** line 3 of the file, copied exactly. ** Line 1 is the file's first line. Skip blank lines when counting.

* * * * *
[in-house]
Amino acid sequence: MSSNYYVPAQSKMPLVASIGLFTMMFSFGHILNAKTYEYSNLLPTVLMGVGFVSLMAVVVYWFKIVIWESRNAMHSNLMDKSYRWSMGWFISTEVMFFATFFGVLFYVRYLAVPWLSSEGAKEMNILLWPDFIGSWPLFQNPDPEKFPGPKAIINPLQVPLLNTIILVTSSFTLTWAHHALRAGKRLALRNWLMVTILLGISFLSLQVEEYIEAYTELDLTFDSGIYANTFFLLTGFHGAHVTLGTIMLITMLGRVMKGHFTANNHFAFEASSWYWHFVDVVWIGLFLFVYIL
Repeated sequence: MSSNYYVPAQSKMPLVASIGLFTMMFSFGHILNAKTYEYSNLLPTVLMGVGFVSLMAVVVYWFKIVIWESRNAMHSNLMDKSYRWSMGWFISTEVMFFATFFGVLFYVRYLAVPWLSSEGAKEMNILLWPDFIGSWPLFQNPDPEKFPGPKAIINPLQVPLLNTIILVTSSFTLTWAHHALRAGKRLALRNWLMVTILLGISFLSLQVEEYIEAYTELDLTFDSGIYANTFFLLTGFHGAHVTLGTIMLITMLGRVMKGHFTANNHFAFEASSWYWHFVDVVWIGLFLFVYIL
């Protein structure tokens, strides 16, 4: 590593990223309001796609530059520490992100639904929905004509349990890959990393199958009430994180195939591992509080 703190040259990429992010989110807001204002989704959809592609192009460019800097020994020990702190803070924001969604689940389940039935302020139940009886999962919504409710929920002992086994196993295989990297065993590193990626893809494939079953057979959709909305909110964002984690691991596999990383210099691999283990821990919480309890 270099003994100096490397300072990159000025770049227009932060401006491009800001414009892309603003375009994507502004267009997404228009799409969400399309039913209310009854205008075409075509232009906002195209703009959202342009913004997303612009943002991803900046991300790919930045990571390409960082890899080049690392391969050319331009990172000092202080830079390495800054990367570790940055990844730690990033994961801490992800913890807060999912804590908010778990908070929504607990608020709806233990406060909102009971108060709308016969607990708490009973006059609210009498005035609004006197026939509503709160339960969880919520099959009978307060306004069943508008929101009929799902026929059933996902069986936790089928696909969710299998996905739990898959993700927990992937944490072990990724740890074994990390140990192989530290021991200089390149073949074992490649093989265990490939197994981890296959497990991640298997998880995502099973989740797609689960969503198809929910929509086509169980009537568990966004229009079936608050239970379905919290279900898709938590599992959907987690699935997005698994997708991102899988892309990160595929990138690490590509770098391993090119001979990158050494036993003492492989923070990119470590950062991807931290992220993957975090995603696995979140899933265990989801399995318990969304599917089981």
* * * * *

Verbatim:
Repeated sequence: MSSNYYVPAQSKMPLVASIGLFTMMFSFGHILNAKTYEYSNLLPTVLMGVGFVSLMAVVVYWFKIVIWESRNAMHSNLMDKSYRWSMGWFISTEVMFFATFFGVLFYVRYLAVPWLSSEGAKEMNILLWPDFIGSWPLFQNPDPEKFPGPKAIINPLQVPLLNTIILVTSSFTLTWAHHALRAGKRLALRNWLMVTILLGISFLSLQVEEYIEAYTELDLTFDSGIYANTFFLLTGFHGAHVTLGTIMLITMLGRVMKGHFTANNHFAFEASSWYWHFVDVVWIGLFLFVYIL